Neyat Yohannes
August 31, 2015 8:26 am

I’m new to dating. I’m also new to discussing my anxiety, or at least to actually using the word “anxiety.” I mean, I’ve always known about it in the back of my mind, but I used to write myself off as a worrywart or flustered soul. I’ve only now begun to claim my anxiety disorder after years of dealing with it inwardly. And it turns out: a lot of people have it. Including the dude I’m currently dating.

I’d always figured my anxiety would send potential suitors running for the hills, but instead, when I finally opened up about it, it seemed  just the opposite. It’s not exactly something shared with a flirtatious Mariah Carey-esque voice and bedroom eyes, but there’s something romantic about a moment of honesty. My decision to talk about my anxiety presented an opportunity for serious open communication, and being clear and open with someone is attractive.

When my significant other and I confided in each other about suffering from anxiety, we found that it brought us closer together. Now that we have broken the proverbial ice, it’s something we can casually bring up over a slice of ‘za or while we’re waiting for the next episode of Broad City to load. Here are some things I’m learning along the way.

No two cases of anxiety are identical

Anxiety can manifest itself in different forms, and its nature varies from person to person. For example, my anxiety usually comes out in a way that causes me to try to organize my life by writing and re-writing lists of ridiculous tasks until my head’s in a tizzy because I’ve tricked myself into thinking I have several hundred things to do for the week. The guy I’m dating doesn’t do that. Instead, has bouts of panic attacks every once in awhile. He deals in an outward physical way, and I’m the type who explodes internally. Having the same disorder doesn’t necessarily mean we have the same needs, or even that we present our anxiety in the same way.

Everyone deals differently

My partner likes to remove himself from a situation when he’s feeling anxious or on the verge of a panic attack and pause to gather himself. When I first witnessed this, I felt a little helpless because I wasn’t sure how to make him feel better. Turns out, all he needed was a glass of water and a little time. I tend to lean towards self-deprecation and bad jokes when I’m flustered—that is, until I’m near someone who makes me feel comfortable enough to share what I’m anxious about. Coping is also something that everyone does in their own way.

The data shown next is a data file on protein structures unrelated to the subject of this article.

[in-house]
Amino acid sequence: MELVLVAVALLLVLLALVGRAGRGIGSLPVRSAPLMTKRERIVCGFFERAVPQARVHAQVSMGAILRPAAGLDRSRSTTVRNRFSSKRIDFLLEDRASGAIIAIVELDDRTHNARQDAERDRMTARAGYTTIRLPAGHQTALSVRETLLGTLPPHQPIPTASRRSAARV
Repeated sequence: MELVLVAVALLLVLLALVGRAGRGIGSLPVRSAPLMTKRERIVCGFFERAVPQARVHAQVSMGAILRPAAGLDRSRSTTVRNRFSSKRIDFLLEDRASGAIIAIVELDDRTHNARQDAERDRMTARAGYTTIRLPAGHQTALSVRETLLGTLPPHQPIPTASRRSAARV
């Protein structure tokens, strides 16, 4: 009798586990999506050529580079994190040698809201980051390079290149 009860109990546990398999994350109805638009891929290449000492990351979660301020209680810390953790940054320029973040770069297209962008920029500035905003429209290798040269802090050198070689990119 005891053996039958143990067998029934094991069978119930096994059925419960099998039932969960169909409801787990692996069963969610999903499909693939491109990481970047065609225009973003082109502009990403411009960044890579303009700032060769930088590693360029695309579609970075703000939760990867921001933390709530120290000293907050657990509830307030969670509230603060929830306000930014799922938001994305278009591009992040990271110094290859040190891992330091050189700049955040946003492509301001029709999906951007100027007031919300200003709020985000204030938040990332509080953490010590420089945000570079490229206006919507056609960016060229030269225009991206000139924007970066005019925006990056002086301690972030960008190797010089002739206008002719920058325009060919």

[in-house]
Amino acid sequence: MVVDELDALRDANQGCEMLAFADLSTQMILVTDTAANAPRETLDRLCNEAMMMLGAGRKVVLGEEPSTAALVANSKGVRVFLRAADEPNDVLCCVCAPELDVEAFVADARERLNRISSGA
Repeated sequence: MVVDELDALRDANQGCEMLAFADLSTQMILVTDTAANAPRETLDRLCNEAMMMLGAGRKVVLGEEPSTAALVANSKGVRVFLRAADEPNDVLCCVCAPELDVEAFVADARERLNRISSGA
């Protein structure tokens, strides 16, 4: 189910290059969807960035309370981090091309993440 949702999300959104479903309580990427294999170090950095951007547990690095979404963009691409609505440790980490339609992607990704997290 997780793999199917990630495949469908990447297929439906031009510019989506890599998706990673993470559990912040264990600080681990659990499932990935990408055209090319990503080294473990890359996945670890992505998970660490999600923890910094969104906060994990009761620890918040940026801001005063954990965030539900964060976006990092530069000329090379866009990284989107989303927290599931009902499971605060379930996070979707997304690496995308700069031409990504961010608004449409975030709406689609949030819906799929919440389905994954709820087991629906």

Do what works for you

I’m not on any medication at the moment but when I’m feeling especially anxious, I’ve found that I can calm myself down by re-watching my favorite shows, writing, making a cup of tea, or going for a stroll. Sometimes, all of the above! For other people, therapy and medication do wonders. The guy I’m dating likes to do yoga when he’s tense and I’m planning on giving that a try too. Whatever works! If you’re someone with anxiety, you should definitely think about talking to someone about it, but also realize that there are a range of options out there, and finding what works for you is what’s most important.

Time apart is healthy too

It’s nice to have someone around who’s dealing with the same issue. But it can also sometimes become overwhelming when both of you are flaring or when one of you is and the other is finally having an easy day. I find having a few days apart during the workweek is great because it allows us to regroup and return to each other with clear heads, prepared for whatever may come our way. Because, let’s be real, something definitely will.

Two anxiety-sufferers dating isn’t that scary, after all

Sure, no one enjoys an anxiety attack—those things always seem to pop up at the worst possible time, don’t they? Especially when your partner’s triggers one in you. But they’re just a part of my life, his life, and the lives of many others. I’ve stopped sulking and instead, I’m finding ways to cope alongside a pretty cool person.

Related:

7 things people with anxiety want their loved ones to know

An open letter to my anxiety-riddled brain

[Image courtesy UGC]

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